Analysis of data provided by Airports of Regions indicates that passenger traffic has visibly grown between 2003 and 2013, with an annual average growth rate (CAGR) of 10% over this period. A total of 0.8 million passengers used the airport 11 years ago, a number that increased to 2.1 million last year, which is a new record high. Nonetheless, Samara experienced growth every year, with the exception of 2009, when a decrease of 7.7% was noted due to the global economic recession strongly affecting the air transport industry. Looking back 12 months to December 2012, the airport’s traffic reported double-digit growth of over 12% in 2013.

In the first six months of 2014, for which traffic data is already available, the airport posted an increase of almost 15% when compared to the corresponding period of 2013, with 1.1 million passengers handled by the end of May. If the airport continues on this growth trajectory, it will achieve close to 2.5 million passengers in 2014, based on forecasts.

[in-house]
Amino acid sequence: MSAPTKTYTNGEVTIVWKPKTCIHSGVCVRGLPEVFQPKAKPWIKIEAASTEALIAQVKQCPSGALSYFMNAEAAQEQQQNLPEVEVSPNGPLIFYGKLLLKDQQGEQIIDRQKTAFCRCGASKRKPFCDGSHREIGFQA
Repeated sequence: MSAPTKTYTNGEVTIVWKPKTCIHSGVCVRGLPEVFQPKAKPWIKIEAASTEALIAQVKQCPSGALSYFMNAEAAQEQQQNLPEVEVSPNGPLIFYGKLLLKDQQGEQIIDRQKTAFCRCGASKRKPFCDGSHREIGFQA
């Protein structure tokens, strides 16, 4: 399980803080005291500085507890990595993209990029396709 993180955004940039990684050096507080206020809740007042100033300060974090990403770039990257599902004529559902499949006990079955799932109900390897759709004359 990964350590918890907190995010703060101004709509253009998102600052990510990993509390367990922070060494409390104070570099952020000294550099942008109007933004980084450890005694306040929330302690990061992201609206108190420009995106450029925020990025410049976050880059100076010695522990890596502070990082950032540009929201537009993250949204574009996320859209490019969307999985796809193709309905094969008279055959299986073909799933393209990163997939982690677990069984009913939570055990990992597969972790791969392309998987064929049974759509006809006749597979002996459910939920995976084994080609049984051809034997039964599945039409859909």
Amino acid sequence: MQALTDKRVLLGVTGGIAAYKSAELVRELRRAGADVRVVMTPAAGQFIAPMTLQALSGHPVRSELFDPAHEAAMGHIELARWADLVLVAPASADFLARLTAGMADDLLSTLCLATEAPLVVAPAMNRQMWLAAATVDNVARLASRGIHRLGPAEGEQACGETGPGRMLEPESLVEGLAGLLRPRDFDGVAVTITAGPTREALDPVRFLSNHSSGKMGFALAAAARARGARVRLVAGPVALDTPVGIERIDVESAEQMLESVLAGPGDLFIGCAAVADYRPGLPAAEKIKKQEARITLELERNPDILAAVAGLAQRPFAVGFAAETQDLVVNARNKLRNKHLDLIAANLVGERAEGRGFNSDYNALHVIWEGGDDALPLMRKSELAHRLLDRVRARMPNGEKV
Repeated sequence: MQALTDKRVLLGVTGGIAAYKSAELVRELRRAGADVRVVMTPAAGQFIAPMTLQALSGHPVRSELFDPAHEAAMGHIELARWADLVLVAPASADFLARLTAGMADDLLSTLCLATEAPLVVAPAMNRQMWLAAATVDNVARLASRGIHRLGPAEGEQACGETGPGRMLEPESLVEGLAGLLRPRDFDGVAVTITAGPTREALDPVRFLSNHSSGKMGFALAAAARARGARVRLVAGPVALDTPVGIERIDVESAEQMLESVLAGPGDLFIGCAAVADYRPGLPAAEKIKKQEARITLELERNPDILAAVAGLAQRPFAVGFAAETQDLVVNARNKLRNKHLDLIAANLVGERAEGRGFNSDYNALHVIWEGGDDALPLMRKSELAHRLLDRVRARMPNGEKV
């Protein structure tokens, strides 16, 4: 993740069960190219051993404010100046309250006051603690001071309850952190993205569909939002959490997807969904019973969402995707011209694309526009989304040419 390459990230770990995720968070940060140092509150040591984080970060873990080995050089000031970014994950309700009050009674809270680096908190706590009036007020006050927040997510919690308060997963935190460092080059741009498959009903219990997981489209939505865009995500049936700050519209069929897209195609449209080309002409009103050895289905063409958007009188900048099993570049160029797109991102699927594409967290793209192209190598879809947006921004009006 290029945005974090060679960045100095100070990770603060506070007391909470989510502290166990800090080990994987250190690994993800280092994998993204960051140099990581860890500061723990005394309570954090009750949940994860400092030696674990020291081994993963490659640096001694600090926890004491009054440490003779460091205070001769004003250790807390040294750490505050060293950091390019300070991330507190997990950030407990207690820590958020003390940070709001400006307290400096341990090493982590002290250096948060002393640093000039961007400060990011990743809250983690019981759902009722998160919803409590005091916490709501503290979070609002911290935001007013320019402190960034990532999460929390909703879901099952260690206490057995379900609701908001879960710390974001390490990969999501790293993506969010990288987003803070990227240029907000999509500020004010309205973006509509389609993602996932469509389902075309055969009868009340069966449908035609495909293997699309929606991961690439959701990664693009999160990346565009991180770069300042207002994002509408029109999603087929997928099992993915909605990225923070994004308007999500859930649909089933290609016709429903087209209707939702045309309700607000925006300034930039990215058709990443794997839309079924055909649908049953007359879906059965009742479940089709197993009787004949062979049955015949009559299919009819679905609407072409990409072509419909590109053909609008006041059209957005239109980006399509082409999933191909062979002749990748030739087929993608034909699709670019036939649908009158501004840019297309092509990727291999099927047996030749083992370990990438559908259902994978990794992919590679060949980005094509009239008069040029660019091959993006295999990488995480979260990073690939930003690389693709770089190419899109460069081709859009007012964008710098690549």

Samara labelled “good” by SVID

Entering Samara’s monthly passenger data for 2013 into’s Seasonal Variation in Demand (SVID) calculator, the airport performs well, producing a score of 6.32, giving it a “good rating”. Nevertheless, against its airport peers from Russia, its 2013 score is worse than the country’s fourth busiest airport — Moscow Vnukovo, which achieved a good rating of 5.97. In addition, Samara performs marginally lower than the 3.7 million passenger facility at Novosibirsk, having been labelled 4.26 by SVID, due to traffic being more evenly spread throughout the year. With almost 50 seasonality performance evaluations completed so far this year, the airport will be satisfied with its global ranking of 35th, nestling in between Vnukovo (5.97) and Cork (6.73).

Chart - SVID Calculator

Source: Individual Airports.

Aeroflot dominates with 32% of seats